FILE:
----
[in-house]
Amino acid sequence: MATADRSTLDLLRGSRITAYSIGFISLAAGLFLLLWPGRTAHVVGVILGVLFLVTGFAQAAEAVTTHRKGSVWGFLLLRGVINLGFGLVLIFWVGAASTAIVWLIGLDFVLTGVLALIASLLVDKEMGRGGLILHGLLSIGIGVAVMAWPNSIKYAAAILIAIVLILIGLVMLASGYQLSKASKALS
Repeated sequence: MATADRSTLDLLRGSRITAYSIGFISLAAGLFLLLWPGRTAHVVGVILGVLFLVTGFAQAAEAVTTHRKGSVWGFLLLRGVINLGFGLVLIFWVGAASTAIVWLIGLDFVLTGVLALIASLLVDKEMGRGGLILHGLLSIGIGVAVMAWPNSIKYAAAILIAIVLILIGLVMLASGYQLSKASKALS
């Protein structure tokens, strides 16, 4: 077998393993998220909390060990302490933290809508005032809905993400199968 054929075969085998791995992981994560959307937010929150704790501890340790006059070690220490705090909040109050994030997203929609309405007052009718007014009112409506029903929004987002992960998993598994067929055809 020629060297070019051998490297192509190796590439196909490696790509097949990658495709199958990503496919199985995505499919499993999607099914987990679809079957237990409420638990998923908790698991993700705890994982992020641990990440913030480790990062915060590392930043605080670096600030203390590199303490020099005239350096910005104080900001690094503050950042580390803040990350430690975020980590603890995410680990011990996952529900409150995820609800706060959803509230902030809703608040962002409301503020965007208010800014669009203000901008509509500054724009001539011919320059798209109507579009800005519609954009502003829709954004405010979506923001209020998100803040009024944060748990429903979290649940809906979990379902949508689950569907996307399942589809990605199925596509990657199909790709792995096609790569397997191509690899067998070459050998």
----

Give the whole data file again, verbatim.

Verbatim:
[in-house]
Amino acid sequence: MATADRSTLDLLRGSRITAYSIGFISLAAGLFLLLWPGRTAHVVGVILGVLFLVTGFAQAAEAVTTHRKGSVWGFLLLRGVINLGFGLVLIFWVGAASTAIVWLIGLDFVLTGVLALIASLLVDKEMGRGGLILHGLLSIGIGVAVMAWPNSIKYAAAILIAIVLILIGLVMLASGYQLSKASKALS
Repeated sequence: MATADRSTLDLLRGSRITAYSIGFISLAAGLFLLLWPGRTAHVVGVILGVLFLVTGFAQAAEAVTTHRKGSVWGFLLLRGVINLGFGLVLIFWVGAASTAIVWLIGLDFVLTGVLALIASLLVDKEMGRGGLILHGLLSIGIGVAVMAWPNSIKYAAAILIAIVLILIGLVMLASGYQLSKASKALS
């Protein structure tokens, strides 16, 4: 077998393993998220909390060990302490933290809508005032809905993400199968 054929075969085998791995992981994560959307937010929150704790501890340790006059070690220490705090909040109050994030997203929609309405007052009718007014009112409506029903929004987002992960998993598994067929055809 020629060297070019051998490297192509190796590439196909490696790509097949990658495709199958990503496919199985995505499919499993999607099914987990679809079957237990409420638990998923908790698991993700705890994982992020641990990440913030480790990062915060590392930043605080670096600030203390590199303490020099005239350096910005104080900001690094503050950042580390803040990350430690975020980590603890995410680990011990996952529900409150995820609800706060959803509230902030809703608040962002409301503020965007208010800014669009203000901008509509500054724009001539011919320059798209109507579009800005519609954009502003829709954004405010979506923001209020998100803040009024944060748990429903979290649940809906979990379902949508689950569907996307399942589809990605199925596509990657199909790709792995096609790569397997191509690899067998070459050998």